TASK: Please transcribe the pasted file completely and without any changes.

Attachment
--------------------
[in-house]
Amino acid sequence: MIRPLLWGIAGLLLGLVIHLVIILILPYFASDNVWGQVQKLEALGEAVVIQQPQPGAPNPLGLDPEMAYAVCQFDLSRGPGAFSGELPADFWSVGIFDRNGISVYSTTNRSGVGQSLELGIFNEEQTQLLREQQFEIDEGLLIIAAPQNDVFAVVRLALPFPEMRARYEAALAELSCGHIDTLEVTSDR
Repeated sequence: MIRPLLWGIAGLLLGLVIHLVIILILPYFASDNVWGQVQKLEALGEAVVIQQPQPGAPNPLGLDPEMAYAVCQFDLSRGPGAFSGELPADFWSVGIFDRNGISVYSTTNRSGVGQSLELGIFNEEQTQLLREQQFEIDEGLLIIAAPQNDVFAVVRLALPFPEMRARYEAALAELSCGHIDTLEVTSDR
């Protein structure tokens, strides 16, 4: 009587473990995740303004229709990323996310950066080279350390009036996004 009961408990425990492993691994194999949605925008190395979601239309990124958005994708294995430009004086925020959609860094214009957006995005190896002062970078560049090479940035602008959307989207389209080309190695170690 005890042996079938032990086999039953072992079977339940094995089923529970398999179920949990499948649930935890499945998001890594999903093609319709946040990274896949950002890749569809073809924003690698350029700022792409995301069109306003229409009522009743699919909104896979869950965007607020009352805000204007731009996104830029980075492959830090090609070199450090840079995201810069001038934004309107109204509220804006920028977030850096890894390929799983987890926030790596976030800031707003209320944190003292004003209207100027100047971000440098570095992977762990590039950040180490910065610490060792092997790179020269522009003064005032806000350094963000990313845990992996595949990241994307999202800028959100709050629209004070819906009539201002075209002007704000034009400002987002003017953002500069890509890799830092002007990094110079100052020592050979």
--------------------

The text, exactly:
[in-house]
Amino acid sequence: MIRPLLWGIAGLLLGLVIHLVIILILPYFASDNVWGQVQKLEALGEAVVIQQPQPGAPNPLGLDPEMAYAVCQFDLSRGPGAFSGELPADFWSVGIFDRNGISVYSTTNRSGVGQSLELGIFNEEQTQLLREQQFEIDEGLLIIAAPQNDVFAVVRLALPFPEMRARYEAALAELSCGHIDTLEVTSDR
Repeated sequence: MIRPLLWGIAGLLLGLVIHLVIILILPYFASDNVWGQVQKLEALGEAVVIQQPQPGAPNPLGLDPEMAYAVCQFDLSRGPGAFSGELPADFWSVGIFDRNGISVYSTTNRSGVGQSLELGIFNEEQTQLLREQQFEIDEGLLIIAAPQNDVFAVVRLALPFPEMRARYEAALAELSCGHIDTLEVTSDR
């Protein structure tokens, strides 16, 4: 009587473990995740303004229709990323996310950066080279350390009036996004 009961408990425990492993691994194999949605925008190395979601239309990124958005994708294995430009004086925020959609860094214009957006995005190896002062970078560049090479940035602008959307989207389209080309190695170690 005890042996079938032990086999039953072992079977339940094995089923529970398999179920949990499948649930935890499945998001890594999903093609319709946040990274896949950002890749569809073809924003690698350029700022792409995301069109306003229409009522009743699919909104896979869950965007607020009352805000204007731009996104830029980075492959830090090609070199450090840079995201810069001038934004309107109204509220804006920028977030850096890894390929799983987890926030790596976030800031707003209320944190003292004003209207100027100047971000440098570095992977762990590039950040180490910065610490060792092997790179020269522009003064005032806000350094963000990313845990992996595949990241994307999202800028959100709050629209004070819906009539201002075209002007704000034009400002987002003017953002500069890509890799830092002007990094110079100052020592050979």